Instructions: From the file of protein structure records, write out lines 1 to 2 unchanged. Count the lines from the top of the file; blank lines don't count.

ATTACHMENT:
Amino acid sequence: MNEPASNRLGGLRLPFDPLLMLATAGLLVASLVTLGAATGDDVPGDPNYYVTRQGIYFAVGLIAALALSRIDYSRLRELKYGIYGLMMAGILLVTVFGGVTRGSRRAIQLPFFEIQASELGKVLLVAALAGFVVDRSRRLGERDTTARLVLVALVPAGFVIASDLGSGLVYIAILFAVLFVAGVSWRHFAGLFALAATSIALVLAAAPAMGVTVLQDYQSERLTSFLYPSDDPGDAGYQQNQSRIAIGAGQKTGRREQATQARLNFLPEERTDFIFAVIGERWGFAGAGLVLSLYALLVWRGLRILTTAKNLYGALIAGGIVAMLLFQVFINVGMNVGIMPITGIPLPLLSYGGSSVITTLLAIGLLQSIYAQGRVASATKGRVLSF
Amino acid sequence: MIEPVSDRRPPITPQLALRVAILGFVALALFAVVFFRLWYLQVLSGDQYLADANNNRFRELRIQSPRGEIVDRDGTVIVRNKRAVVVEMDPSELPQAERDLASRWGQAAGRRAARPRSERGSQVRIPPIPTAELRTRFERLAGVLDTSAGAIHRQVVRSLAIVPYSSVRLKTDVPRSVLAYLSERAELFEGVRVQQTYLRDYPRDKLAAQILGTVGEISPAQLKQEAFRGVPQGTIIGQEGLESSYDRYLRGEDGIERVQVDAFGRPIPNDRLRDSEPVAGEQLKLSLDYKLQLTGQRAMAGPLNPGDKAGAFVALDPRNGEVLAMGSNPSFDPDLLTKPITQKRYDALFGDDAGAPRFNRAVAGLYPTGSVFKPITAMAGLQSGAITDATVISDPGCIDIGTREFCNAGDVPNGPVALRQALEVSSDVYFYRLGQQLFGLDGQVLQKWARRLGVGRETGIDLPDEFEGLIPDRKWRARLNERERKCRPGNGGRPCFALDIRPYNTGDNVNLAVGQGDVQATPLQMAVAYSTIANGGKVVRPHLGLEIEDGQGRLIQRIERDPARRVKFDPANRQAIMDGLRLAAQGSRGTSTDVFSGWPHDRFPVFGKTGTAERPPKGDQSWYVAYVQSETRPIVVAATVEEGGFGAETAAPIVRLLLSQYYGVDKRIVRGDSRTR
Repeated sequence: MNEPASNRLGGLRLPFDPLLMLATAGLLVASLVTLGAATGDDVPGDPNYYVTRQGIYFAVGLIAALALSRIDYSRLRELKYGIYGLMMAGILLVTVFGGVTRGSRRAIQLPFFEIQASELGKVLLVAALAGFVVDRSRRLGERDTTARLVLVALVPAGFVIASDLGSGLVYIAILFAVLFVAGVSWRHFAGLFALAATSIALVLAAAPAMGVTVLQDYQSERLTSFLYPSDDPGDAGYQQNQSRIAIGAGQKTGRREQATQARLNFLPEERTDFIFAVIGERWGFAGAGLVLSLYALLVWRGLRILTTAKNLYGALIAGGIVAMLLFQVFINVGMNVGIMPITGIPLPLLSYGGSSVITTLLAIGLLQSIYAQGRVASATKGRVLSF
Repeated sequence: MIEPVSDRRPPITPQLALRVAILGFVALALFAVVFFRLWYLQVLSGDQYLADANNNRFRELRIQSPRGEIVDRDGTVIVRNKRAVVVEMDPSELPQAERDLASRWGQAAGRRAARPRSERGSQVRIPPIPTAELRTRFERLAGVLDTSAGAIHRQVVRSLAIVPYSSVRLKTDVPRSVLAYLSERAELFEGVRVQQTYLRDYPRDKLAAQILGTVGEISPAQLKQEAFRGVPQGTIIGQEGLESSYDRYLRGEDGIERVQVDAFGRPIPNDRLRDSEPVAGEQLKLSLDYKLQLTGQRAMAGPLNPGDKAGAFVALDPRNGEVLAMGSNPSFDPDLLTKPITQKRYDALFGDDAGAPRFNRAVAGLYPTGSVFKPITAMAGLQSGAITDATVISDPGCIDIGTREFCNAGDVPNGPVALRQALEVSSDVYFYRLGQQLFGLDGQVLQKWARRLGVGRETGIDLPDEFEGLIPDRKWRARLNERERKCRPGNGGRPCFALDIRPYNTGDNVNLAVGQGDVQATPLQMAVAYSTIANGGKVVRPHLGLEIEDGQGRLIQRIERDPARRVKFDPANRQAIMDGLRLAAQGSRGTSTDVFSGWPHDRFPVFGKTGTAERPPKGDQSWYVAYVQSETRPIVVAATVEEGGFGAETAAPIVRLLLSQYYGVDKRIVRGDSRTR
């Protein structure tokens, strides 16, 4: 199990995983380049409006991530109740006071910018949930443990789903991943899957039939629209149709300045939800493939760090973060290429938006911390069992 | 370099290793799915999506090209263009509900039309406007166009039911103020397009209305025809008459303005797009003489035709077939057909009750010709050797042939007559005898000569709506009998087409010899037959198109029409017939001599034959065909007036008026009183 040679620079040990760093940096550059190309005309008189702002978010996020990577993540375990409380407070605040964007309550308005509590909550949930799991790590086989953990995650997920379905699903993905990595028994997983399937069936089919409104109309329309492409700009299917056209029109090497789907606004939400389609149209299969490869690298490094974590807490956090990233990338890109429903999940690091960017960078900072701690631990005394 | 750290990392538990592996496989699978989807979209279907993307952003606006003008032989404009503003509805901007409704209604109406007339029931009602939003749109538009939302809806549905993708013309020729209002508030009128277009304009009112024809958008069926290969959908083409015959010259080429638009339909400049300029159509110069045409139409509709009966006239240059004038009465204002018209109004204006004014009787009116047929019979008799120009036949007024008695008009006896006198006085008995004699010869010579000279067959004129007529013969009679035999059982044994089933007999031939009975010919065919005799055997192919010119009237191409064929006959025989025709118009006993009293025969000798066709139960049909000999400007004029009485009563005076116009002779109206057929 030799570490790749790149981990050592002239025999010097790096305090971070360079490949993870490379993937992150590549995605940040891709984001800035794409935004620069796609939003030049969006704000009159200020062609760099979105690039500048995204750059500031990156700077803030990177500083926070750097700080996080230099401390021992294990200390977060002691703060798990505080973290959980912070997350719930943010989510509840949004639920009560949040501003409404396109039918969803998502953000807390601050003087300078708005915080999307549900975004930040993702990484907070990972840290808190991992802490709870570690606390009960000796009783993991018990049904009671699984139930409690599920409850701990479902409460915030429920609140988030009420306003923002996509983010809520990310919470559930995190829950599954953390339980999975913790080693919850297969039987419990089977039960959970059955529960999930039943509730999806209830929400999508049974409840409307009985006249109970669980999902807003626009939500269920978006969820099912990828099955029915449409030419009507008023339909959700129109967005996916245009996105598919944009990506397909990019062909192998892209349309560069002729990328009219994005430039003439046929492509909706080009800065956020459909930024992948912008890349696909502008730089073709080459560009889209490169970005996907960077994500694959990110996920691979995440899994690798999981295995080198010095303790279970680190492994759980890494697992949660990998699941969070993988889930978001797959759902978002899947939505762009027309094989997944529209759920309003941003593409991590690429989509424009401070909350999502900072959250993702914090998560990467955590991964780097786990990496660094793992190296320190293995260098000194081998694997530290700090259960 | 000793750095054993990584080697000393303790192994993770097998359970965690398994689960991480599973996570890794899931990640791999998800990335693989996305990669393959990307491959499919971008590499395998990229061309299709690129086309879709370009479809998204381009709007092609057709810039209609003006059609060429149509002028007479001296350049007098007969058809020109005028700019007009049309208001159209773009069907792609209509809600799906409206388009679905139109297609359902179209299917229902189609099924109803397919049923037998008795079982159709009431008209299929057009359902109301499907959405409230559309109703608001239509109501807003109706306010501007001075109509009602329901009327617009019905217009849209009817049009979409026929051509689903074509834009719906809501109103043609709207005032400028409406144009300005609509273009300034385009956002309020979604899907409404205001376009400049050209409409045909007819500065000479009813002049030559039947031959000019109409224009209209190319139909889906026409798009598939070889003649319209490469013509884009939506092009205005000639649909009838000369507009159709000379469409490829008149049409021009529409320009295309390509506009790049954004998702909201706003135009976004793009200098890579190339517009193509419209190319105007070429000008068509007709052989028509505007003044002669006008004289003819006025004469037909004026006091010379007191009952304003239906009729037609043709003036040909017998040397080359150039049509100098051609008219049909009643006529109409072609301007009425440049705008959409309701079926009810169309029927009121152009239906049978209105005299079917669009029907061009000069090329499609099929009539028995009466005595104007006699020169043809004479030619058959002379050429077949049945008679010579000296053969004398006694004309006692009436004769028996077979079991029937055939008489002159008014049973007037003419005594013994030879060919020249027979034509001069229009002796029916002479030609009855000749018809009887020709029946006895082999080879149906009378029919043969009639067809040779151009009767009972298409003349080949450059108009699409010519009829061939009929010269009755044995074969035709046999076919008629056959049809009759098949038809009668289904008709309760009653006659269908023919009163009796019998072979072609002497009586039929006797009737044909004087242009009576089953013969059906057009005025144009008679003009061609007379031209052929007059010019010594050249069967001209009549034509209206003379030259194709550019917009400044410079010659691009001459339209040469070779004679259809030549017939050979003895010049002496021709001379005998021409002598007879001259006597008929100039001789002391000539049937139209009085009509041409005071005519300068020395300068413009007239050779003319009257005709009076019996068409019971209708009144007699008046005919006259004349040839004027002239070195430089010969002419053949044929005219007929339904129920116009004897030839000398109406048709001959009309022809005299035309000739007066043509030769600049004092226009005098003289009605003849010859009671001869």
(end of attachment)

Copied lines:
Amino acid sequence: MNEPASNRLGGLRLPFDPLLMLATAGLLVASLVTLGAATGDDVPGDPNYYVTRQGIYFAVGLIAALALSRIDYSRLRELKYGIYGLMMAGILLVTVFGGVTRGSRRAIQLPFFEIQASELGKVLLVAALAGFVVDRSRRLGERDTTARLVLVALVPAGFVIASDLGSGLVYIAILFAVLFVAGVSWRHFAGLFALAATSIALVLAAAPAMGVTVLQDYQSERLTSFLYPSDDPGDAGYQQNQSRIAIGAGQKTGRREQATQARLNFLPEERTDFIFAVIGERWGFAGAGLVLSLYALLVWRGLRILTTAKNLYGALIAGGIVAMLLFQVFINVGMNVGIMPITGIPLPLLSYGGSSVITTLLAIGLLQSIYAQGRVASATKGRVLSF
Amino acid sequence: MIEPVSDRRPPITPQLALRVAILGFVALALFAVVFFRLWYLQVLSGDQYLADANNNRFRELRIQSPRGEIVDRDGTVIVRNKRAVVVEMDPSELPQAERDLASRWGQAAGRRAARPRSERGSQVRIPPIPTAELRTRFERLAGVLDTSAGAIHRQVVRSLAIVPYSSVRLKTDVPRSVLAYLSERAELFEGVRVQQTYLRDYPRDKLAAQILGTVGEISPAQLKQEAFRGVPQGTIIGQEGLESSYDRYLRGEDGIERVQVDAFGRPIPNDRLRDSEPVAGEQLKLSLDYKLQLTGQRAMAGPLNPGDKAGAFVALDPRNGEVLAMGSNPSFDPDLLTKPITQKRYDALFGDDAGAPRFNRAVAGLYPTGSVFKPITAMAGLQSGAITDATVISDPGCIDIGTREFCNAGDVPNGPVALRQALEVSSDVYFYRLGQQLFGLDGQVLQKWARRLGVGRETGIDLPDEFEGLIPDRKWRARLNERERKCRPGNGGRPCFALDIRPYNTGDNVNLAVGQGDVQATPLQMAVAYSTIANGGKVVRPHLGLEIEDGQGRLIQRIERDPARRVKFDPANRQAIMDGLRLAAQGSRGTSTDVFSGWPHDRFPVFGKTGTAERPPKGDQSWYVAYVQSETRPIVVAATVEEGGFGAETAAPIVRLLLSQYYGVDKRIVRGDSRTR